May old friends be forgot? We don't think so! We're celebrating our favorite reads with five days of the Best of 2012. We asked our bloggers for their favorite recommendations of 2012, with one stipulation, they had to be new to them and not necessarily new to 2012. We know we got a few recommendations to add to our to be read piles and it's a great way to feed those readers you hopefully got for Christmas!
Don't miss out on the shopping list for these great recommendations once you finish reading, and check out the recommendations from Day One, Day Two, Day Four, and Day Five too! Click here to view the Day Three shopping list.
Conor's Way by Laura Lee Guhrke
Conor's Way by Laura Lee Guhrke won a RITA award back in 1997 for Best Long Historical and it's easy to see why. A dynamite Irish hero still carrying the scars of his homeland who finds his redemption in a former Southern belle heroine determined to hang on to her family's farm in post-Civil War Louisiana.
Foxfire Bride by Maggie Osborne
The last book she published before she announced her retirement, Foxfire Bride by Maggie Osborne sent the author out on a high note. A splendid road romance featuring well-to-do hero on a mission to save his kidnapped father and a backwoods, unrefined, tracker heroine bent on revenge against the man she feels ruined her life. Marvelous characters all the way around, nobody wrote about the American West quite like Osborne did.
The Space Between Us by Megan Hart
Megan Hart writes emotional messy erotica featuring deeply drawn characters that I immediately become invested in. The Space Between Us takes the popular menage trope and gives it depth. Yes it titillates, but any relationship involving three people is bound to messy, which Hart explores with amazing skill and clarity. It knocked the wind right out of me.
Defy the Eagle by Lynn Bartlett
This romance pits a Roman maiden against a Celtic warrior. Set against the dramatic backdrop of Boudica's first-century revolt, their love is passionate and realistic.
The Queen's Vow by C.W. Gortner
Isabella of Castile comes alive against a vivid background of political turmoil, unbridled love, and religious fervor.
Ride with Me by Ruthie Knox
Ms. Knox is the breakthrough author of the year, at least to me. And she’s writing category-length Contemporary Romance, so here’s the proof that there’s room for innovation and freshness in the sub-genre, and in Romance in general.
All her books are wonderful, but to me, the best was Ride with Me. It’s a road-trip romance, opposites attract story that features a grumpy hero with a very valid reason to be brooding and dark, and a heroine unwilling to take any crap from him, but in a very understanding way. There’s also hot sauce, philosophy and a masturbation scene (all unrelated scenes, unfortunately). When I say this book is good, I mean it—it’s entertaining, touching and wonderfully written.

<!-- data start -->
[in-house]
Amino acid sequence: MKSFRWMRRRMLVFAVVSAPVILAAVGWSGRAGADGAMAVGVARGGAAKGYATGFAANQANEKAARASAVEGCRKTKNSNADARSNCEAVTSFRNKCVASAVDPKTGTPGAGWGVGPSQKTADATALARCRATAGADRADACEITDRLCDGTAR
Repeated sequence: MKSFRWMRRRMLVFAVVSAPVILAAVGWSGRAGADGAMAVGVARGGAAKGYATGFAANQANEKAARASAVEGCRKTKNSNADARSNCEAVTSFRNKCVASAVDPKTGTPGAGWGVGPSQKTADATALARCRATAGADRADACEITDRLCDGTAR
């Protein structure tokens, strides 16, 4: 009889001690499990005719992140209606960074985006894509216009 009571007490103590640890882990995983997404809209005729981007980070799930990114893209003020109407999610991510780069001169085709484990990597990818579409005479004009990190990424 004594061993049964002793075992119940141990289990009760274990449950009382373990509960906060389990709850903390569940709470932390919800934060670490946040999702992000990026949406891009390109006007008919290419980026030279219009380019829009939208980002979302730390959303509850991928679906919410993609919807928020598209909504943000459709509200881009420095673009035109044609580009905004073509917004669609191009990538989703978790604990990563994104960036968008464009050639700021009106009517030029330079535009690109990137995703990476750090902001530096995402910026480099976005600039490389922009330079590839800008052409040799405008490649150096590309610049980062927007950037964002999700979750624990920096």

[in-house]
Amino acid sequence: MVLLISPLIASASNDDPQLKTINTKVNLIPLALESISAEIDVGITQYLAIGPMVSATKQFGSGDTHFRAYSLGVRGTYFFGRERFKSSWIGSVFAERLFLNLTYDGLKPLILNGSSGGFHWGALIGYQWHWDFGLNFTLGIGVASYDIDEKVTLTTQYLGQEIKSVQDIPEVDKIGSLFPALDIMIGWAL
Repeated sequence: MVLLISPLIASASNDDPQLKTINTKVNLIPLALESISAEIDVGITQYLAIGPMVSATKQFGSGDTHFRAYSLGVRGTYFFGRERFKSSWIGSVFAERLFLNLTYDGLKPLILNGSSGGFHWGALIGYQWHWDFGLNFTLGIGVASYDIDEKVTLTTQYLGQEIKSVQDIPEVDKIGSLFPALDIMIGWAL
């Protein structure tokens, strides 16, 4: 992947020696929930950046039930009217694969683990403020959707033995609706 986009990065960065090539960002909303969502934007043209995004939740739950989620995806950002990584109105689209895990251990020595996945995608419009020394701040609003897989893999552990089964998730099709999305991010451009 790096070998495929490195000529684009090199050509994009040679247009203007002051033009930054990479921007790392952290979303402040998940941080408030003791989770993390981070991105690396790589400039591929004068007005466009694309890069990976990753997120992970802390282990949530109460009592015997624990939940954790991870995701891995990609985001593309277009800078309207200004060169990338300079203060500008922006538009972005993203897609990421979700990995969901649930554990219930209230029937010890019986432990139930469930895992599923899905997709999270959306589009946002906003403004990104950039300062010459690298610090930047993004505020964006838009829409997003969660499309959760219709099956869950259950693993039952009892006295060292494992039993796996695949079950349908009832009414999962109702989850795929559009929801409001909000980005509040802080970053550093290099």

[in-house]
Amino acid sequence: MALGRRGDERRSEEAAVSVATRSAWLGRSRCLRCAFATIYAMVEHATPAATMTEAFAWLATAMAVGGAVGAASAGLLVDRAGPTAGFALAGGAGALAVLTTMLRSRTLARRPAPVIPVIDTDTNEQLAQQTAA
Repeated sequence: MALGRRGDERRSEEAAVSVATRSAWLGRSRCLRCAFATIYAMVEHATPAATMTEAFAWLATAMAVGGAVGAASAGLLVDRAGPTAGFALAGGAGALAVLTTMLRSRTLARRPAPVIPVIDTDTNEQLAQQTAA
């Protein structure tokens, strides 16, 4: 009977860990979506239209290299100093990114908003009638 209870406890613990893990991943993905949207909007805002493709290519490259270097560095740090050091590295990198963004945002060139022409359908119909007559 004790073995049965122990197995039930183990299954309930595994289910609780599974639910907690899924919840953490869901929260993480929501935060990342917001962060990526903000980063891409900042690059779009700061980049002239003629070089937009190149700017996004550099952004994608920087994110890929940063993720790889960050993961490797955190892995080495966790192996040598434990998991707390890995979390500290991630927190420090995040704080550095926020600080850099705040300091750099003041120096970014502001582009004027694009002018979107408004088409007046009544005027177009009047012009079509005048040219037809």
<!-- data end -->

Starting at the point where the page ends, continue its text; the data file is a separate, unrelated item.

Riveted by Meljean Brook
This is my favorite book of the year, and it’s all due to its great portrayal of female relationships. The heroine, Annika, has a wonderful character arc that takes her from shy and a self-perceived cowardice, to courageous and heroic. Riveted is a story about love and friendship in all its iterations, from romantic to sisterly. The story builds slowly and it takes time to introduce and develop the main characters before the action takes over. The world-building is flawless and incredibly compelling, and the sense of adventure is always present even if the story is very character-oriented.
And last but not least, the hero, David, is a breath of fresh air in a year where the genre seemed to be all about overbearing alpha-males.
Mariana by Susanna Kearsley
Ms. Kearsley has one of the most beautiful, evocative voices I have ever read. Her books have the ability to transport me to the wonderful places described in them, but more than that, her characters are fascinating, and the tension escalates until it’s physically impossible for me to let go of the book until I finish it. I read Mariana in May, and the story has remained with me ever since then.
This book is filled with twists and turns, and I feel like the less you know about it, the better. But if you still need more to convince you to try it, we get two different stories, and two unique and compelling romances; one takes place in the present, one in the past. The way they relate is for you to find out, but as different as the two stories are, what they have in common is how romantic and interesting they are. Read it, I’m sure you will enjoy it.
Still Life with Shape-shifter by Sharon Shinn
An incredibly poignant and bittersweet contemporary paranormal story of love, loss and family. Smoothly written and emotionally charged, this story takes us beyond the horror and carnage normally found in paranormal stories and instead focuses on the humanity of those who straddle the line between the human and immortal worlds — and those who love them.
Dreaming of You by Lisa Kleypas
Though not a new release, I read this for the first time this year and fell in love with the characters and the story. Dreaming of You is a powerful and emotional love story about two completely different people who meet and discover the missing pieces to their soul.
Find You in the Dark by A. Meredith Walters
Find You in the Dark is a raw, emotional, turbulent, and honest YA that tells the story of loving someone who is bi polar. Love, loss, sorrow, and joy all present in this impossible love story.
Click here for the shopping list and get reading!
Wendy the Super Librarian also blogs at WendyTheSuperLibrarian.blogspot.com. So dig that library card out of your pocket and head for the stacks.
Carly Silver recently graduated summa cum laude from Barnard College, Columbia University, and the Columbia Publishing Course. A lifelong lover of romance novels, she also develops and writes humanities content and curricula for middle and high school academic courses for Shmoop.com.